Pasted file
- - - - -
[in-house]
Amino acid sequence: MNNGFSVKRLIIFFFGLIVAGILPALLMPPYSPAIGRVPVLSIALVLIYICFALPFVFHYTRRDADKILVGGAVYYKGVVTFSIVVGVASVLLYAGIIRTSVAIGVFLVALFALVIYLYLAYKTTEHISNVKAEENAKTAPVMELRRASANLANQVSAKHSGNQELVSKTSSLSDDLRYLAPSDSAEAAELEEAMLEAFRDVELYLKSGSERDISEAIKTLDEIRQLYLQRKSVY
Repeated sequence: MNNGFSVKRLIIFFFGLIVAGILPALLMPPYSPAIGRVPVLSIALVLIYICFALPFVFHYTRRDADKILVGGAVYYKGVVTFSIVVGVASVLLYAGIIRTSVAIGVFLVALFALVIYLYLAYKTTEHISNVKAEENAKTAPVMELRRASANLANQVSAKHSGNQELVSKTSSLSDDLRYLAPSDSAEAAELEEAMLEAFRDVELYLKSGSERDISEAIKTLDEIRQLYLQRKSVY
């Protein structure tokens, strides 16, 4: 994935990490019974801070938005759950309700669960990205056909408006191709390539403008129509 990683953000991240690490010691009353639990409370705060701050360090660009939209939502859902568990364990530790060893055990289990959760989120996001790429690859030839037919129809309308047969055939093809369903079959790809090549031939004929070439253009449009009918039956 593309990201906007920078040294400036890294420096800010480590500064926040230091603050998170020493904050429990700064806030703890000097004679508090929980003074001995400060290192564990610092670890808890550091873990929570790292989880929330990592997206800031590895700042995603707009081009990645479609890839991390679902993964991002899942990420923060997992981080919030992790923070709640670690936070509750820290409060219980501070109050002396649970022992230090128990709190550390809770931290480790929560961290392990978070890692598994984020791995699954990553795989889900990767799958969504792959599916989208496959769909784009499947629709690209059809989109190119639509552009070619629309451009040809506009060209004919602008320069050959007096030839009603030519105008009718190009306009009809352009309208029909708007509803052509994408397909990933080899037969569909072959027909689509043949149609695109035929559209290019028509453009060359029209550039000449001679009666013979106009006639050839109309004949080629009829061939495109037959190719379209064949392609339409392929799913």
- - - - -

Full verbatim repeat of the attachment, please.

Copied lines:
[in-house]
Amino acid sequence: MNNGFSVKRLIIFFFGLIVAGILPALLMPPYSPAIGRVPVLSIALVLIYICFALPFVFHYTRRDADKILVGGAVYYKGVVTFSIVVGVASVLLYAGIIRTSVAIGVFLVALFALVIYLYLAYKTTEHISNVKAEENAKTAPVMELRRASANLANQVSAKHSGNQELVSKTSSLSDDLRYLAPSDSAEAAELEEAMLEAFRDVELYLKSGSERDISEAIKTLDEIRQLYLQRKSVY
Repeated sequence: MNNGFSVKRLIIFFFGLIVAGILPALLMPPYSPAIGRVPVLSIALVLIYICFALPFVFHYTRRDADKILVGGAVYYKGVVTFSIVVGVASVLLYAGIIRTSVAIGVFLVALFALVIYLYLAYKTTEHISNVKAEENAKTAPVMELRRASANLANQVSAKHSGNQELVSKTSSLSDDLRYLAPSDSAEAAELEEAMLEAFRDVELYLKSGSERDISEAIKTLDEIRQLYLQRKSVY
């Protein structure tokens, strides 16, 4: 994935990490019974801070938005759950309700669960990205056909408006191709390539403008129509 990683953000991240690490010691009353639990409370705060701050360090660009939209939502859902568990364990530790060893055990289990959760989120996001790429690859030839037919129809309308047969055939093809369903079959790809090549031939004929070439253009449009009918039956 593309990201906007920078040294400036890294420096800010480590500064926040230091603050998170020493904050429990700064806030703890000097004679508090929980003074001995400060290192564990610092670890808890550091873990929570790292989880929330990592997206800031590895700042995603707009081009990645479609890839991390679902993964991002899942990420923060997992981080919030992790923070709640670690936070509750820290409060219980501070109050002396649970022992230090128990709190550390809770931290480790929560961290392990978070890692598994984020791995699954990553795989889900990767799958969504792959599916989208496959769909784009499947629709690209059809989109190119639509552009070619629309451009040809506009060209004919602008320069050959007096030839009603030519105008009718190009306009009809352009309208029909708007509803052509994408397909990933080899037969569909072959027909689509043949149609695109035929559209290019028509453009060359029209550039000449001679009666013979106009006639050839109309004949080629009829061939495109037959190719379209064949392609339409392929799913």